Specific gravity is the ratio of mass of given substance to the mass of water at 4oC for the equal volumes. Specific gravity of some materials is listed below.
Fire Resistance of Building Materials
The ability to withstand against fire without changing its shape and other properties. Fire resistance of a material is tested by the combined actions of water and fire. Fireproof materials should provide more safety in case of fire.
The ability of a material to resist freezing or thawing is called frost resistance. It is depends upon the density and bulk density of material. Denser materials will have more frost resistance. Moist material have low frost resistance and they lose their strength in freezing and become brittle.
The property of a material to withstand against all atmospheric actions without losing its strength and shape. Weathering effects the durability of material. For example corrosion occurs in iron due to weathering. To resist this paint layer is provided.
The ability of a material to undergo certain number of cycles of sharp temperature variations without failing is known as spalling resistance. It is the dependent of coefficient of linear expansion.
The capacity of a material to absorb and retain water in it is known as water absorption. It is expressed in % of weight of dry material. It depends up on the size, shape and number of pores of material.
The ability of a material to permit water through it is called water permeability. Dense materials like glass metals etc. are called impervious materials which cannot allow water through it.
Hygroscopicity is the property of a material to absorb water vapor from the air. It depends on the relative humidity, porosity, air temperature etc.
Coefficient of Softening
Coefficient of softening of a material is the ration of compressive strength of a saturated material to its compressive strength in dry state. It affects the strength of water absorbent materials like soil.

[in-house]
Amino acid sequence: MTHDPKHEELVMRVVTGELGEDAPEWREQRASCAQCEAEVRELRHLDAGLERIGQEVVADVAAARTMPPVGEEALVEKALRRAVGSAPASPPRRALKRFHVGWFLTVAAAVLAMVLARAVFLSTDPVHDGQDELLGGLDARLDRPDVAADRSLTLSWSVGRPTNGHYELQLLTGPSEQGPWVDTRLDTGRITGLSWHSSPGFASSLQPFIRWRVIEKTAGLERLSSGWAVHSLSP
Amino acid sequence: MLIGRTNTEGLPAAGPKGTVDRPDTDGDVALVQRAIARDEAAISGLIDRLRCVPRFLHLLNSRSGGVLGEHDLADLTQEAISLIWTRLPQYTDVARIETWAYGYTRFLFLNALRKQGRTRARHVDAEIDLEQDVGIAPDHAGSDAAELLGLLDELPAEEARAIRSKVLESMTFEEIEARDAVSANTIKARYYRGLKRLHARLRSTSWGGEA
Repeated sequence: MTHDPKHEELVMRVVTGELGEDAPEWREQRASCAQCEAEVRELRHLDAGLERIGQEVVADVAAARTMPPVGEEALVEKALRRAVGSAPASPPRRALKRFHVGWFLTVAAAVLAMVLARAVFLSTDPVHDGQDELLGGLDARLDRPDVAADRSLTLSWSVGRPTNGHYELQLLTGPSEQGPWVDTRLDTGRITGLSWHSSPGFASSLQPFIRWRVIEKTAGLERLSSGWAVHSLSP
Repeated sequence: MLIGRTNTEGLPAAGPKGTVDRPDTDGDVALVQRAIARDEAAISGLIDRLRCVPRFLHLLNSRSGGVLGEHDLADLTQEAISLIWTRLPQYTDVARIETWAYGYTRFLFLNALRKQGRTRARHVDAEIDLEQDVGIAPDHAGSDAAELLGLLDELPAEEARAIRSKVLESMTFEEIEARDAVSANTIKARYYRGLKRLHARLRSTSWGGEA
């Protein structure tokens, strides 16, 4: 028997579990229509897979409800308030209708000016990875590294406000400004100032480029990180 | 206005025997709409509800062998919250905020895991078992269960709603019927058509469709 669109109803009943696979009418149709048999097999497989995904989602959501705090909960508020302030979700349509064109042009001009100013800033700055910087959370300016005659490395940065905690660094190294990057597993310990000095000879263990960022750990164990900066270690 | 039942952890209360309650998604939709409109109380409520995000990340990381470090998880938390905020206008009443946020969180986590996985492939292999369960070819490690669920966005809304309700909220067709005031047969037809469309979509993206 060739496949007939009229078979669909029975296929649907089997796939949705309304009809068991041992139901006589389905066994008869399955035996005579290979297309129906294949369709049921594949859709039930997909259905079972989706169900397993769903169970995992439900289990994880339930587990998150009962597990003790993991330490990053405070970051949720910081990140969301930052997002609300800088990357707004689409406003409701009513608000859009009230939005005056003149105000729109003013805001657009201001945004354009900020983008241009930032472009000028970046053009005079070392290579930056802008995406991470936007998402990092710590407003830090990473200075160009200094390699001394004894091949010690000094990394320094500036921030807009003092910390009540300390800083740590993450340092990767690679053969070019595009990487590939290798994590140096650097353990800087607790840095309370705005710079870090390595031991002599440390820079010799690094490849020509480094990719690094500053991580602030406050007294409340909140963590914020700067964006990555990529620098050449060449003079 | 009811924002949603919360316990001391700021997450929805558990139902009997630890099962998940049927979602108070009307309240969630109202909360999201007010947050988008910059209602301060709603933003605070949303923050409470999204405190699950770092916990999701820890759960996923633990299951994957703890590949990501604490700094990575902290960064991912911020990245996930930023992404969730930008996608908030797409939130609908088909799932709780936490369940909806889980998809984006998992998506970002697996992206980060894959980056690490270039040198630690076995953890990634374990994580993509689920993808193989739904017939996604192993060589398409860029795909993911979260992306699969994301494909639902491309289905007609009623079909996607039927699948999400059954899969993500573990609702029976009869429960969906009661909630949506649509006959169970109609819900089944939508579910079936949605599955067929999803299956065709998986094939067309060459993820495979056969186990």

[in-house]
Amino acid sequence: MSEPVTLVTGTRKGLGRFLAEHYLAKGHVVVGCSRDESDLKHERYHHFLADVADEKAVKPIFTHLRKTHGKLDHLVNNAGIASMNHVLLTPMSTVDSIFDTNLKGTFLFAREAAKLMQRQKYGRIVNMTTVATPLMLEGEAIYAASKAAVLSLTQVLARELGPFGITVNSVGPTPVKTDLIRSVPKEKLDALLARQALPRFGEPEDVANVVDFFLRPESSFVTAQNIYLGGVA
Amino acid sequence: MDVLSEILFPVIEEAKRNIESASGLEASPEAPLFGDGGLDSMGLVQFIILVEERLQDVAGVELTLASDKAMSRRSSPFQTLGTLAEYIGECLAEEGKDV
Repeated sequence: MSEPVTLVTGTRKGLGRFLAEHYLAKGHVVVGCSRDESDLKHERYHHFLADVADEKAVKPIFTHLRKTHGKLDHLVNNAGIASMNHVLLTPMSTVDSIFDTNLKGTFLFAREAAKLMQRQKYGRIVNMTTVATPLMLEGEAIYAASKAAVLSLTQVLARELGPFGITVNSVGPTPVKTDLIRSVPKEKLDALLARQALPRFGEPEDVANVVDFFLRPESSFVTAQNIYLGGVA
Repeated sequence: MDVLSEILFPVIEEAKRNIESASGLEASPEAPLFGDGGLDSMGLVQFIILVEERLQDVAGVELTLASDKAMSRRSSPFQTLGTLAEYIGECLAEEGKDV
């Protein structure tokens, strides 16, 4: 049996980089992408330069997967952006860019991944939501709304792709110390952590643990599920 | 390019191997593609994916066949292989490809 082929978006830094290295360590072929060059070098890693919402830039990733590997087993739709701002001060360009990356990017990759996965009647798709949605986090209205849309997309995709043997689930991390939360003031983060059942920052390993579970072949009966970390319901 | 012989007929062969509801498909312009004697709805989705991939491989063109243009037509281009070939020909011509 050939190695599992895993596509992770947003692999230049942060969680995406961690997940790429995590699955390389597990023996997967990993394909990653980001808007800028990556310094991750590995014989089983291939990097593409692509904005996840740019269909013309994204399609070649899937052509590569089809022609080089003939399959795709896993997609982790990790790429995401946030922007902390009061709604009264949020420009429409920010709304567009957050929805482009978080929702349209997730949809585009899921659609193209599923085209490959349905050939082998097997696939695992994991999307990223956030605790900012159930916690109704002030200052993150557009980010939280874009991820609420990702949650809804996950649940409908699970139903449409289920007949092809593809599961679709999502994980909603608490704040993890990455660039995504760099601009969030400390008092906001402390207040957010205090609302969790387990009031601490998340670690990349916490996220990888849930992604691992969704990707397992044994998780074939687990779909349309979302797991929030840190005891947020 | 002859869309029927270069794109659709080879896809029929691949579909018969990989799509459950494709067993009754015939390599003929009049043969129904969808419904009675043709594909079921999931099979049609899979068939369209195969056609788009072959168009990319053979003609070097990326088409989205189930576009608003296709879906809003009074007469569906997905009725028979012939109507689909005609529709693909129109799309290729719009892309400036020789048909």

The property of a material which cannot melts or lose its shape at prolonged high temperatures (1580oC or more).
Example: fire clay is high refractory material.
Mechanical Properties of Building Materials
Mechanical properties of the materials are find out by applying external forces on them. These are very important properties which are responsible for behavior of a material in its job. The mechanical properties are,
- Impact strength
- Abrasion resistance
Strength of Building Materials
The capacity of a material to resist failure caused by loads acting on it is called as strength. The load may be compressive, tensile or bending. It is determined by dividing the ultimate load taken by the material with its cross sectional area. Strength is an important property for any construction materials. So, to provide maximum safety in strength, factor of safety is provided for materials and it is selected depending on nature of work, quality of material, economic conditions etc.
Hardness of Building Materials
The property of a materials to resist scratching by a herder body. MOHS scale is used to determine the hardness of a materials. Hardness is most important to decide the usage of particular aggregate. It also influences the workability.
Elasticity of Building Materials
The capacity of a material to regain its initial shape and size after removal of load is known as elasticity and the material is called as elastic material. Ideally elastic materials obey Hooke’s law in which stress is directly proportional to strain. Which gives modulus of elasticity as the ratio of unit stress to unit deformation. Higher the value of modulus of elasticity lower the deformations.
When the load is applied on the material, if it will undergo permanent deformation without cracking and retain this shape after the removal of load then it is said to be plastic material and this property is called as plasticity. They give resistance against bending, impact etc.